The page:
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Social Media Project Aims to Expand Food-Safety Dialogue

While taking an Instagram picture of that salad you’re about to eat, consider snapping one of the safety information on the menu or the waiter picking his nose, too. Or maybe photograph proper glove and thermometer use to cross-contamination and babies being changed on restaurant tables.

Ben Chapman, assistant professor and food-safety extension specialist at North Carolina State University, has launched the Citizen Food Safety project, which calls for anyone to post photos of good or bad food-safety practices to Twitter and Instagram with the tag #citizenfoodsafety. Chapman then collects the pictures at http://citizenfoodsafety.tumblr.com/.

“Lots of people get sick and lots of people are taking precautions — or missing chances — to reduce risks,” Chapman says. “With an estimated 48 million illnesses attributed to foodborne pathogens annually, I hope that the project increases the public discussion and attention related to food safety.”

The project officially started on Sept. 23 when Chapman posted about it on barfblog. So far, there are about 50 pictures on the blog, some of which Chapman has taken himself. He says that curating has been simple so far because of the small size of the collection and that he hopes to eventually categorize pictures based on risk and yuck factors.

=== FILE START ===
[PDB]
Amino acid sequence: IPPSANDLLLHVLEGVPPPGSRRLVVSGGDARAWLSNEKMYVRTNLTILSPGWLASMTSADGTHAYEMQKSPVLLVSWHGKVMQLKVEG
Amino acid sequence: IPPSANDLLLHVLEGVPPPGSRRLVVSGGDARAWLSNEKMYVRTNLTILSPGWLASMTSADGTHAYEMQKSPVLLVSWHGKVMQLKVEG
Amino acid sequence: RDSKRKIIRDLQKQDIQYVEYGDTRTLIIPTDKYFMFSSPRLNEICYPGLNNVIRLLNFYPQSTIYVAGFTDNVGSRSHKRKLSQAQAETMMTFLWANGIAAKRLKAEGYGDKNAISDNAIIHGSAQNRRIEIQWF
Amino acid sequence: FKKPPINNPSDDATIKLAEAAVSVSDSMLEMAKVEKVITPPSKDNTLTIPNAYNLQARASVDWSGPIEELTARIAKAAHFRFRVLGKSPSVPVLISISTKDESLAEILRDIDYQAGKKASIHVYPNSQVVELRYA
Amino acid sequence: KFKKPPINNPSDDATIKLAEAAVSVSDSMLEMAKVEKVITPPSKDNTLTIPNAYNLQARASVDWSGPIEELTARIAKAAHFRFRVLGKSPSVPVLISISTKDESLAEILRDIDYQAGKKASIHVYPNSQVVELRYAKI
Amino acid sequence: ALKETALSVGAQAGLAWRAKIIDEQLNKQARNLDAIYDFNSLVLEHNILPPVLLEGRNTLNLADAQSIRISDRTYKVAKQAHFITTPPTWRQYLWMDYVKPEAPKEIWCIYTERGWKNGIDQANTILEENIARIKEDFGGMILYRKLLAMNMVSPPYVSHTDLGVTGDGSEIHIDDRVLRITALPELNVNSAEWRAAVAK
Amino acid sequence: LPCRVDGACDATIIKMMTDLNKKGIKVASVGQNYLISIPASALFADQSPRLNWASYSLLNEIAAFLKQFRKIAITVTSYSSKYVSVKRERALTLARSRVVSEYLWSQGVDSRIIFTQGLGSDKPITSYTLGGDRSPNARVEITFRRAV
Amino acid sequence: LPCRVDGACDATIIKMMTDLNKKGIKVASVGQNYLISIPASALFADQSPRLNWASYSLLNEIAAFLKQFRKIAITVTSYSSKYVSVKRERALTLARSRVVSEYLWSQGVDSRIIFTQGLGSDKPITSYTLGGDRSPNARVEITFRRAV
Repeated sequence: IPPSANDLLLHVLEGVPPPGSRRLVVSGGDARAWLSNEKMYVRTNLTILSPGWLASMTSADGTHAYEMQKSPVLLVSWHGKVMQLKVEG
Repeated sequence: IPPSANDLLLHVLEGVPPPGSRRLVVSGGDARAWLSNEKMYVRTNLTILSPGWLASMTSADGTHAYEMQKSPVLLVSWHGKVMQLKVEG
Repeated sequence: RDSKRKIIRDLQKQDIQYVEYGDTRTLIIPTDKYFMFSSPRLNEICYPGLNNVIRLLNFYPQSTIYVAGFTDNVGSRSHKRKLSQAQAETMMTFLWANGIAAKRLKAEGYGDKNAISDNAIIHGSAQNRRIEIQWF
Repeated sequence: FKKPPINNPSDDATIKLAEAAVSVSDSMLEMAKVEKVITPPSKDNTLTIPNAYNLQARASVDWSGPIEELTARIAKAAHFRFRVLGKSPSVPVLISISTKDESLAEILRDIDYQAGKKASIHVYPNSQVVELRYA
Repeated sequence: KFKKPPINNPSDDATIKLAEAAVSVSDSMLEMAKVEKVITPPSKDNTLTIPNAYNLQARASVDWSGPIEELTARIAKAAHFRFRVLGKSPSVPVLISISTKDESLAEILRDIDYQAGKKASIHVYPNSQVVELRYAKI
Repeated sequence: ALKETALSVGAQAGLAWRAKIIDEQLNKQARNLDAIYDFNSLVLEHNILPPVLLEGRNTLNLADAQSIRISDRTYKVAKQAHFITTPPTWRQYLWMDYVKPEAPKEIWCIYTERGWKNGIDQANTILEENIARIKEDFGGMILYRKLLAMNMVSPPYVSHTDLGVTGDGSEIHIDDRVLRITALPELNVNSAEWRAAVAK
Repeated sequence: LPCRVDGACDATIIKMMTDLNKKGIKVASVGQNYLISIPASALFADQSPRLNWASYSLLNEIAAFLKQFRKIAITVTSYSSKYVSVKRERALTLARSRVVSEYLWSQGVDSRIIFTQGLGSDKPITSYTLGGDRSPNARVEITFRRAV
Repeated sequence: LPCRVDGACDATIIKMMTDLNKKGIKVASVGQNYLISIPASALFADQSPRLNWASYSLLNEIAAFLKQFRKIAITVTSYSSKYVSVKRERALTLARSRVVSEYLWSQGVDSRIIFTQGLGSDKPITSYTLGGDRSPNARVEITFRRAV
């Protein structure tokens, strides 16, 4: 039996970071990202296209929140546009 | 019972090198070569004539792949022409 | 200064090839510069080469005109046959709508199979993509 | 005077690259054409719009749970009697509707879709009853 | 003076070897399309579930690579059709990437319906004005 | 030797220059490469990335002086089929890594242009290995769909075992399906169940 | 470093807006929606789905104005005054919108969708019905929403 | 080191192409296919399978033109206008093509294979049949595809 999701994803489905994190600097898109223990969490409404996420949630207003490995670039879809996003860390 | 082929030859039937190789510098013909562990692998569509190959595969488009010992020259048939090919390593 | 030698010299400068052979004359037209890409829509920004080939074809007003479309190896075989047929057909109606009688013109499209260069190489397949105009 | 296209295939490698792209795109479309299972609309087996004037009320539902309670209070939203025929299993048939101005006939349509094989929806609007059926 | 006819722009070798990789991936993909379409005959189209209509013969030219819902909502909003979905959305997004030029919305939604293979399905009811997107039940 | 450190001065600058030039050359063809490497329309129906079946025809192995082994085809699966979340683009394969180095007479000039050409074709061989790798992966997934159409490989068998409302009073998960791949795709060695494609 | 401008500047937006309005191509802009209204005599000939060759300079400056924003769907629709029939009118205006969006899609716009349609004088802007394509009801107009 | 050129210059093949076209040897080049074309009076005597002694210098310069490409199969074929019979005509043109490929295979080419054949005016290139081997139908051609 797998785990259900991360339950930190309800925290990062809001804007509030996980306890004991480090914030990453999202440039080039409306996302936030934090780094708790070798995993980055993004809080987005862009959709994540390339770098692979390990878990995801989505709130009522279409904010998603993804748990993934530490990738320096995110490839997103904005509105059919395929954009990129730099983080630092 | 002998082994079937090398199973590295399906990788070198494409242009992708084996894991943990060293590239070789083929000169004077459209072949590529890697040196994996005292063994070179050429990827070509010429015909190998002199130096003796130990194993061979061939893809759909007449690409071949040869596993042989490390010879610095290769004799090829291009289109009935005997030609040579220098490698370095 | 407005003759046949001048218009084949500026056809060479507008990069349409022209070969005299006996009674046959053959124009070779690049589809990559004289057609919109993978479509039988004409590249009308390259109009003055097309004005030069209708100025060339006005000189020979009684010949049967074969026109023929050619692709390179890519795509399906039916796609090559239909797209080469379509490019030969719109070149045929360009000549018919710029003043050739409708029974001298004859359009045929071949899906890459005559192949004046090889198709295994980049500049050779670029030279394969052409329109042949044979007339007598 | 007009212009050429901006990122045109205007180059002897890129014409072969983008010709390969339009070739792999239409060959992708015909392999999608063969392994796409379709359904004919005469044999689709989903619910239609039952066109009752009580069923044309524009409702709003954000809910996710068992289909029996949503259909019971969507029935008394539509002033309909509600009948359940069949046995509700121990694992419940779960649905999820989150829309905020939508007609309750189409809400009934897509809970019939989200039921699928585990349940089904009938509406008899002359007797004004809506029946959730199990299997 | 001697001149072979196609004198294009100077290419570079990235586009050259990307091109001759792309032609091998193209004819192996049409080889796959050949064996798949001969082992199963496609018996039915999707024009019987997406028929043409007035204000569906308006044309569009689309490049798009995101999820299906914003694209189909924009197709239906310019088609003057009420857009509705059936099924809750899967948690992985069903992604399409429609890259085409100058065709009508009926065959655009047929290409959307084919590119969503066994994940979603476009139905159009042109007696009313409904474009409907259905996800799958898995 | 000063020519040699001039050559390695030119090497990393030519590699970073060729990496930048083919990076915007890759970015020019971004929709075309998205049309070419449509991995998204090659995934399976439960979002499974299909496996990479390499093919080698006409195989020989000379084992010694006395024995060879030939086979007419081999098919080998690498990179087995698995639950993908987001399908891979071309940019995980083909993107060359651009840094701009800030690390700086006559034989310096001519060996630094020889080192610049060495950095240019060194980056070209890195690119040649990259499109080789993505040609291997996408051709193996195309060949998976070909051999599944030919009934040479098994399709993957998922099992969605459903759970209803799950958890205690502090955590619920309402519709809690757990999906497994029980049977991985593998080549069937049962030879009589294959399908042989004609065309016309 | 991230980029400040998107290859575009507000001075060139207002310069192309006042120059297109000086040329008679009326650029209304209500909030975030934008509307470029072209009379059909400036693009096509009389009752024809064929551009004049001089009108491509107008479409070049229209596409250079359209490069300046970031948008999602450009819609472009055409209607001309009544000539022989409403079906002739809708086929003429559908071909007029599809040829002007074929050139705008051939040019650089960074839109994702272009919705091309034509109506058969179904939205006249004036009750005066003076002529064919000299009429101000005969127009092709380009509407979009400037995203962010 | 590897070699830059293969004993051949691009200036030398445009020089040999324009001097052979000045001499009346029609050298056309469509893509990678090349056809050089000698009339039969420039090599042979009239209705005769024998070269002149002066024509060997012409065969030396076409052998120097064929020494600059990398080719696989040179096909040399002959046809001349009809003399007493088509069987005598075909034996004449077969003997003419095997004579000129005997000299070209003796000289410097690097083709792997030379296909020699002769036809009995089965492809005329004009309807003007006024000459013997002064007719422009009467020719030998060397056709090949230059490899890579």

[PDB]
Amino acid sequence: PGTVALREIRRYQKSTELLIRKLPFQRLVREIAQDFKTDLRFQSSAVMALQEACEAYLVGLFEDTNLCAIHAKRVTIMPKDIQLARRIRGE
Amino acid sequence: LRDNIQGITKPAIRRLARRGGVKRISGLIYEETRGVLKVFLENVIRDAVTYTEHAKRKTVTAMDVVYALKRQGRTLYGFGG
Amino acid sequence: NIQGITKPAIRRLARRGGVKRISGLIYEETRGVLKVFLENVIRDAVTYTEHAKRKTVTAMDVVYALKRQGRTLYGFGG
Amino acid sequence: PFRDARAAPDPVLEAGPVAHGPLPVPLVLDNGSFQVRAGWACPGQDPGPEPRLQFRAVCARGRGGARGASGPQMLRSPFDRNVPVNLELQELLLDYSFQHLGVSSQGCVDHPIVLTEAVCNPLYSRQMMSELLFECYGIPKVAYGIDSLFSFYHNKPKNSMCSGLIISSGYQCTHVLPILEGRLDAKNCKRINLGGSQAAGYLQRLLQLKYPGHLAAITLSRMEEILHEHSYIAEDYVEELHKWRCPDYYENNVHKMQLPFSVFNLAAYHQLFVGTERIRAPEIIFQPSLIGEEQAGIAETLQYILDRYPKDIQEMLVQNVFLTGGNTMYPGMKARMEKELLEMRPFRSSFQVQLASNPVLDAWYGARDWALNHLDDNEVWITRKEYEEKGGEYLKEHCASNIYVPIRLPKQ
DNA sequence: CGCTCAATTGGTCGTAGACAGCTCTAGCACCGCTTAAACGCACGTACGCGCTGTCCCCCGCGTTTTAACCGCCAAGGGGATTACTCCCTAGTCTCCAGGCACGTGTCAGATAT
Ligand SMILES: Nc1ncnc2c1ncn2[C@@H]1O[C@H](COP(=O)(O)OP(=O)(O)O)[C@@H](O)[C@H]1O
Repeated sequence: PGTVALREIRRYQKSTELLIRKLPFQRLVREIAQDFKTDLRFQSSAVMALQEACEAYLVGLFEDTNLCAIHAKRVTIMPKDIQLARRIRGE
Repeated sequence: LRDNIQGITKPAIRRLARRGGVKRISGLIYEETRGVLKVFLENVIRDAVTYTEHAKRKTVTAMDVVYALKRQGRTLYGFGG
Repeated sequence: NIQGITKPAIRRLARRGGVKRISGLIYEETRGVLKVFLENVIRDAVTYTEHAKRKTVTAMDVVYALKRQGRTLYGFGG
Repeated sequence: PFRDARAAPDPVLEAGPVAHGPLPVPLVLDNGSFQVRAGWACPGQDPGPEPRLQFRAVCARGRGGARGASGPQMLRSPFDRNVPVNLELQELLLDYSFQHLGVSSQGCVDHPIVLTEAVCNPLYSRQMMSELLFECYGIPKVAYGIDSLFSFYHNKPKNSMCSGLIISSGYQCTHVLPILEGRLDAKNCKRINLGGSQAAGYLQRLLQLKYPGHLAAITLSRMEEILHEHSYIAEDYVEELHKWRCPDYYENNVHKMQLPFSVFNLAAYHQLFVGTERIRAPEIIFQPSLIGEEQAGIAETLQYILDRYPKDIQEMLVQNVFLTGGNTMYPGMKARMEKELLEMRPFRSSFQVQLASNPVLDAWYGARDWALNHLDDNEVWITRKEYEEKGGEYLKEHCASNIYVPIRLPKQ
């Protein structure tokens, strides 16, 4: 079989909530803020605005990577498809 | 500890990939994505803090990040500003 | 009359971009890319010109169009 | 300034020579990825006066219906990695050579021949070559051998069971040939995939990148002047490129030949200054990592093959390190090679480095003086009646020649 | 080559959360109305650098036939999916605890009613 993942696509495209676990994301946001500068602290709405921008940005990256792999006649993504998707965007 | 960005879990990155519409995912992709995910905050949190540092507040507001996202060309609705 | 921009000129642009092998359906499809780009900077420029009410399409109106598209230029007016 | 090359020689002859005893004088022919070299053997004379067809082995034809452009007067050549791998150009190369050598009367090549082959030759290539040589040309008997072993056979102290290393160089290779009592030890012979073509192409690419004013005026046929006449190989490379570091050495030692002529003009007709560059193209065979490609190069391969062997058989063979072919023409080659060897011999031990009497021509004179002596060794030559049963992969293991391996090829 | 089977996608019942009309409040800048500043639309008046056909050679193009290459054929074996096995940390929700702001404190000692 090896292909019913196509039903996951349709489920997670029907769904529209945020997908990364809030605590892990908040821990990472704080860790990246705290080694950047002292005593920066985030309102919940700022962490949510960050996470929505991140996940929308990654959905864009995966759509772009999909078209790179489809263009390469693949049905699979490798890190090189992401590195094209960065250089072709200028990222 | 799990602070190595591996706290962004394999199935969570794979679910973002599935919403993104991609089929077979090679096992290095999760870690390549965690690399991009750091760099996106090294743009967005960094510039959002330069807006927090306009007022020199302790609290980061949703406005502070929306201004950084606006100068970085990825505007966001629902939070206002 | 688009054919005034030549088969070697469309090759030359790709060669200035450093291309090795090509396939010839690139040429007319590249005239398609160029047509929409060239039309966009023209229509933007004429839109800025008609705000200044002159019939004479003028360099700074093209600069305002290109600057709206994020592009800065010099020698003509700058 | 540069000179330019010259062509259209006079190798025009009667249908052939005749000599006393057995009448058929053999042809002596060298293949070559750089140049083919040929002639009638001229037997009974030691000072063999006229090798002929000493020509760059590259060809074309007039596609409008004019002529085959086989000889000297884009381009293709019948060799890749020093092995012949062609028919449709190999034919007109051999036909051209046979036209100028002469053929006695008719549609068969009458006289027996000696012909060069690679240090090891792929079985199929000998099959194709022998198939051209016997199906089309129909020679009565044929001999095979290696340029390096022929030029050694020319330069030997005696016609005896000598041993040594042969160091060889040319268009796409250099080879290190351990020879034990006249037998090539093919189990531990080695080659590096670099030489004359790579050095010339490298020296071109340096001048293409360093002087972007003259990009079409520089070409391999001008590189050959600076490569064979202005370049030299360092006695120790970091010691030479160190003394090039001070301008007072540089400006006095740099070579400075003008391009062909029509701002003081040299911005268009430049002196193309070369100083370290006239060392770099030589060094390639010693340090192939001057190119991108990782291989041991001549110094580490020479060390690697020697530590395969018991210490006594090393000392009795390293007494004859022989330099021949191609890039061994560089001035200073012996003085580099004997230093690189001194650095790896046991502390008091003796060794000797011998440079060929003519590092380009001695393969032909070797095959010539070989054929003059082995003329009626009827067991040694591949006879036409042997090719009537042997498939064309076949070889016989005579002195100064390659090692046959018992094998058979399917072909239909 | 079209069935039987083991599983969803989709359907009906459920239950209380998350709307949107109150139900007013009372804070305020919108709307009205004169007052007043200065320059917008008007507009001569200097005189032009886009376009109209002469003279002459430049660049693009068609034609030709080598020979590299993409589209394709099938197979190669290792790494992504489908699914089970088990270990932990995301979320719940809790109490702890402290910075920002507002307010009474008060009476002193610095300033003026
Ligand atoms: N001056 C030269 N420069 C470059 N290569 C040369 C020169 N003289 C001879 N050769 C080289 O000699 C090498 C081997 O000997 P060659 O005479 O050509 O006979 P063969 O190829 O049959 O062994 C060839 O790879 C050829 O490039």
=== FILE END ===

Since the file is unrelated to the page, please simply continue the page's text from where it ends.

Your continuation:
Food and public-health voyeurism has been around for a while, Chapman says, adding, “The project became reality with the advent and improvement of smart phones and the rise of the interest in citizen science.”

In his post, Chapman references a 2005 program in South Korea that encouraged diners to take pictures of food-safety infractions in restaurants and submit them to health inspectors who could follow up and potentially fine the establishment. The United Kingdom since launched a similar program, and there have been multiple examples of pests in New York and Toronto shared online.

“Better dialogue around food safety isn’t just about awareness. It’s about increasing the value society puts on working towards producing foods in the safest way,” Chapman says. “More dialogue and more informed shoppers and eaters keeps pressure on everyone to do better.”

© Food Safety News
  • Jen X Willder

    Indeed, we are in a bad way and it will get worse unless there is serious intervention. I have been aghast to see infants and toddlers being plopped down on dining tables in Whole Foods in New York City. Too bad that store management and shift managers and workers are oblivious to the risks and the law–and most importantly, the rationale for the laws. If this goes on at Whole Foods, imagine what goes on in other stores and restaurants. In NYC and beyond, we have a systemic problem that points to a need for public health education. Too bad that NYC’s mayor and health department have focused on bizarre initiatives (soda bans and demonization of urban wildlife) rather than much-needed education about norovirus transmission, safe food handling and preparation, and oral-fecal disease transmission route. Something has to change.